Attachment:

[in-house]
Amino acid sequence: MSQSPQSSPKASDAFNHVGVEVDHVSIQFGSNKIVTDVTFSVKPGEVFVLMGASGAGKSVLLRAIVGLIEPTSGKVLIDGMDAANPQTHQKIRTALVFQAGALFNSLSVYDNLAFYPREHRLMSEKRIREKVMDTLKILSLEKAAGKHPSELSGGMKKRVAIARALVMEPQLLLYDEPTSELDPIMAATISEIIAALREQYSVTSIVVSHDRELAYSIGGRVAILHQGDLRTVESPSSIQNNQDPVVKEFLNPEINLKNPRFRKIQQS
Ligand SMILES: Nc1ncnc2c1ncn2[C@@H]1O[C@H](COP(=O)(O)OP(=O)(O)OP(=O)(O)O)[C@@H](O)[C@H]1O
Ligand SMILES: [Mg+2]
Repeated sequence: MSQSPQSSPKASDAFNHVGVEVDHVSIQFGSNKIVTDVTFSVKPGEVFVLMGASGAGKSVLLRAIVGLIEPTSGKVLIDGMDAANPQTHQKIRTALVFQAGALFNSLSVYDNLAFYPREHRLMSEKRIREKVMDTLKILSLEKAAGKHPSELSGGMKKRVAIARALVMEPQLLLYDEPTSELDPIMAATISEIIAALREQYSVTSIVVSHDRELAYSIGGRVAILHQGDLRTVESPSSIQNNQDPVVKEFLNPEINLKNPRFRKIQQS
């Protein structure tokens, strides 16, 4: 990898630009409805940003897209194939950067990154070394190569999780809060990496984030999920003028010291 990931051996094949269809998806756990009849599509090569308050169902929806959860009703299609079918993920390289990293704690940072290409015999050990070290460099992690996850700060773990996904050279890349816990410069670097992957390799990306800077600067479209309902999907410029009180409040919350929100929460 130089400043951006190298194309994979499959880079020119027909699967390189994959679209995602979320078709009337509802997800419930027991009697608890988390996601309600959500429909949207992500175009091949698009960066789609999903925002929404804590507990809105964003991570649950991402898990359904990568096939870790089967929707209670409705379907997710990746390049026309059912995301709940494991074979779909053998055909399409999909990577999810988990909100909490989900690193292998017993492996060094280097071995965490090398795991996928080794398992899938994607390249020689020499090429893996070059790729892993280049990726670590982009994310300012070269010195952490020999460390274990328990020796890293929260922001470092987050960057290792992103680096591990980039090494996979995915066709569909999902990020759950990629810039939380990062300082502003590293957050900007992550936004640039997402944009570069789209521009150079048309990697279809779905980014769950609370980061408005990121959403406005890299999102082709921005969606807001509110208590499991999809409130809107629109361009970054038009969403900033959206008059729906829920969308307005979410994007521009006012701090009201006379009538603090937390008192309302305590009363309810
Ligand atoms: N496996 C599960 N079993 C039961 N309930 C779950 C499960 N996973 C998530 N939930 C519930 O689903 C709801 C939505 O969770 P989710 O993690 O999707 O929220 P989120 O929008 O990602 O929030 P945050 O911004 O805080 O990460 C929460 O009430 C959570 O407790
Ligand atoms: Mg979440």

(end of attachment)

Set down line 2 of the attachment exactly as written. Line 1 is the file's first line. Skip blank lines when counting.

Amino acid sequence: MSQSPQSSPKASDAFNHVGVEVDHVSIQFGSNKIVTDVTFSVKPGEVFVLMGASGAGKSVLLRAIVGLIEPTSGKVLIDGMDAANPQTHQKIRTALVFQAGALFNSLSVYDNLAFYPREHRLMSEKRIREKVMDTLKILSLEKAAGKHPSELSGGMKKRVAIARALVMEPQLLLYDEPTSELDPIMAATISEIIAALREQYSVTSIVVSHDRELAYSIGGRVAILHQGDLRTVESPSSIQNNQDPVVKEFLNPEINLKNPRFRKIQQS